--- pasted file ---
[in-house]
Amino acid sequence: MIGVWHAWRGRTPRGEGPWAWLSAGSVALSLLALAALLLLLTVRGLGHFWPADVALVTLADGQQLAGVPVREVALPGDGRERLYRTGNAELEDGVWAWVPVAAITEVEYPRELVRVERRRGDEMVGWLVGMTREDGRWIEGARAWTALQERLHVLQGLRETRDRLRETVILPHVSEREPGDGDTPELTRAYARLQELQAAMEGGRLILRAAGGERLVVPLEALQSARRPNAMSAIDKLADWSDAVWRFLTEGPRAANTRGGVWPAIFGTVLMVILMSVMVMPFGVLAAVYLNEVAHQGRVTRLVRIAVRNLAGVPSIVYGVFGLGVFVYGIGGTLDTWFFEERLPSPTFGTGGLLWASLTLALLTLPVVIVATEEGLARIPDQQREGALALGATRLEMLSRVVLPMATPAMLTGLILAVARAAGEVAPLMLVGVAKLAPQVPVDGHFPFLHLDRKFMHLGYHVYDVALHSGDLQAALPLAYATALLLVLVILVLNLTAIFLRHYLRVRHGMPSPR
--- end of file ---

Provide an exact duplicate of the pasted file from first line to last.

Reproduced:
[in-house]
Amino acid sequence: MIGVWHAWRGRTPRGEGPWAWLSAGSVALSLLALAALLLLLTVRGLGHFWPADVALVTLADGQQLAGVPVREVALPGDGRERLYRTGNAELEDGVWAWVPVAAITEVEYPRELVRVERRRGDEMVGWLVGMTREDGRWIEGARAWTALQERLHVLQGLRETRDRLRETVILPHVSEREPGDGDTPELTRAYARLQELQAAMEGGRLILRAAGGERLVVPLEALQSARRPNAMSAIDKLADWSDAVWRFLTEGPRAANTRGGVWPAIFGTVLMVILMSVMVMPFGVLAAVYLNEVAHQGRVTRLVRIAVRNLAGVPSIVYGVFGLGVFVYGIGGTLDTWFFEERLPSPTFGTGGLLWASLTLALLTLPVVIVATEEGLARIPDQQREGALALGATRLEMLSRVVLPMATPAMLTGLILAVARAAGEVAPLMLVGVAKLAPQVPVDGHFPFLHLDRKFMHLGYHVYDVALHSGDLQAALPLAYATALLLVLVILVLNLTAIFLRHYLRVRHGMPSPR